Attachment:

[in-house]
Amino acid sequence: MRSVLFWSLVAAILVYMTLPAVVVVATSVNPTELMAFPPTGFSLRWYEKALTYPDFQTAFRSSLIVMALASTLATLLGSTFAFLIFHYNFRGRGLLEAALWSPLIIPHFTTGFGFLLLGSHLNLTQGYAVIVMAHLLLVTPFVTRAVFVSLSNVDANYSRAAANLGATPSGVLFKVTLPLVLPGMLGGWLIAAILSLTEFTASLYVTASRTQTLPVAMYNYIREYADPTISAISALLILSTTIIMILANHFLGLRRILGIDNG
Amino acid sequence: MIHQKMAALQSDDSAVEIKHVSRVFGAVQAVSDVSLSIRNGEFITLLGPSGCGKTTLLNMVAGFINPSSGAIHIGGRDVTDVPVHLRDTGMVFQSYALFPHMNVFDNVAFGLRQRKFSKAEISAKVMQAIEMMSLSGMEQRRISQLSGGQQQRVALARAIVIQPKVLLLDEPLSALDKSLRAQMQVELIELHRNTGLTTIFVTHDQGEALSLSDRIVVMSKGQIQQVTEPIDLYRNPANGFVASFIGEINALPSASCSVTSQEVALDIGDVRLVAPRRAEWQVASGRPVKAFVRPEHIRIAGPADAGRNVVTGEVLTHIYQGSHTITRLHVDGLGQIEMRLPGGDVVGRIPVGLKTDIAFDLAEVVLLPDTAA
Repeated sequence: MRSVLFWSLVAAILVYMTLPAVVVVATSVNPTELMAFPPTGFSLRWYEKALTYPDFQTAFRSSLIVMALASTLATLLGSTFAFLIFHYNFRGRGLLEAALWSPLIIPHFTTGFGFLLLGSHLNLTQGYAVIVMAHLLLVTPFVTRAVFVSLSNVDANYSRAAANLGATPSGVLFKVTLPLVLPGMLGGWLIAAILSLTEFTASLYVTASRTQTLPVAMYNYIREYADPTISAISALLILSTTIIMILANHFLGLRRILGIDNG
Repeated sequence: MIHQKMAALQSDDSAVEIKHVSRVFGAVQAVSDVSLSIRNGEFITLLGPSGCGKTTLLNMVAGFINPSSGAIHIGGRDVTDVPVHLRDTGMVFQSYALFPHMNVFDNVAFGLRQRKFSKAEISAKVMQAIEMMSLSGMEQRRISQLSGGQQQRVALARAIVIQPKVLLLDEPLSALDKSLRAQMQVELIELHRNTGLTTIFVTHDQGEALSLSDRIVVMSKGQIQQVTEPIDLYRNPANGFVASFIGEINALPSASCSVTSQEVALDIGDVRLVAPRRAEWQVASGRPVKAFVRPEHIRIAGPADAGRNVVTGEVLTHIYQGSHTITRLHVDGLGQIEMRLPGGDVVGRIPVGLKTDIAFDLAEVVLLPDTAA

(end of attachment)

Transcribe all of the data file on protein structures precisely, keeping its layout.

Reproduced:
[in-house]
Amino acid sequence: MRSVLFWSLVAAILVYMTLPAVVVVATSVNPTELMAFPPTGFSLRWYEKALTYPDFQTAFRSSLIVMALASTLATLLGSTFAFLIFHYNFRGRGLLEAALWSPLIIPHFTTGFGFLLLGSHLNLTQGYAVIVMAHLLLVTPFVTRAVFVSLSNVDANYSRAAANLGATPSGVLFKVTLPLVLPGMLGGWLIAAILSLTEFTASLYVTASRTQTLPVAMYNYIREYADPTISAISALLILSTTIIMILANHFLGLRRILGIDNG
Amino acid sequence: MIHQKMAALQSDDSAVEIKHVSRVFGAVQAVSDVSLSIRNGEFITLLGPSGCGKTTLLNMVAGFINPSSGAIHIGGRDVTDVPVHLRDTGMVFQSYALFPHMNVFDNVAFGLRQRKFSKAEISAKVMQAIEMMSLSGMEQRRISQLSGGQQQRVALARAIVIQPKVLLLDEPLSALDKSLRAQMQVELIELHRNTGLTTIFVTHDQGEALSLSDRIVVMSKGQIQQVTEPIDLYRNPANGFVASFIGEINALPSASCSVTSQEVALDIGDVRLVAPRRAEWQVASGRPVKAFVRPEHIRIAGPADAGRNVVTGEVLTHIYQGSHTITRLHVDGLGQIEMRLPGGDVVGRIPVGLKTDIAFDLAEVVLLPDTAA
Repeated sequence: MRSVLFWSLVAAILVYMTLPAVVVVATSVNPTELMAFPPTGFSLRWYEKALTYPDFQTAFRSSLIVMALASTLATLLGSTFAFLIFHYNFRGRGLLEAALWSPLIIPHFTTGFGFLLLGSHLNLTQGYAVIVMAHLLLVTPFVTRAVFVSLSNVDANYSRAAANLGATPSGVLFKVTLPLVLPGMLGGWLIAAILSLTEFTASLYVTASRTQTLPVAMYNYIREYADPTISAISALLILSTTIIMILANHFLGLRRILGIDNG
Repeated sequence: MIHQKMAALQSDDSAVEIKHVSRVFGAVQAVSDVSLSIRNGEFITLLGPSGCGKTTLLNMVAGFINPSSGAIHIGGRDVTDVPVHLRDTGMVFQSYALFPHMNVFDNVAFGLRQRKFSKAEISAKVMQAIEMMSLSGMEQRRISQLSGGQQQRVALARAIVIQPKVLLLDEPLSALDKSLRAQMQVELIELHRNTGLTTIFVTHDQGEALSLSDRIVVMSKGQIQQVTEPIDLYRNPANGFVASFIGEINALPSASCSVTSQEVALDIGDVRLVAPRRAEWQVASGRPVKAFVRPEHIRIAGPADAGRNVVTGEVLTHIYQGSHTITRLHVDGLGQIEMRLPGGDVVGRIPVGLKTDIAFDLAEVVLLPDTAA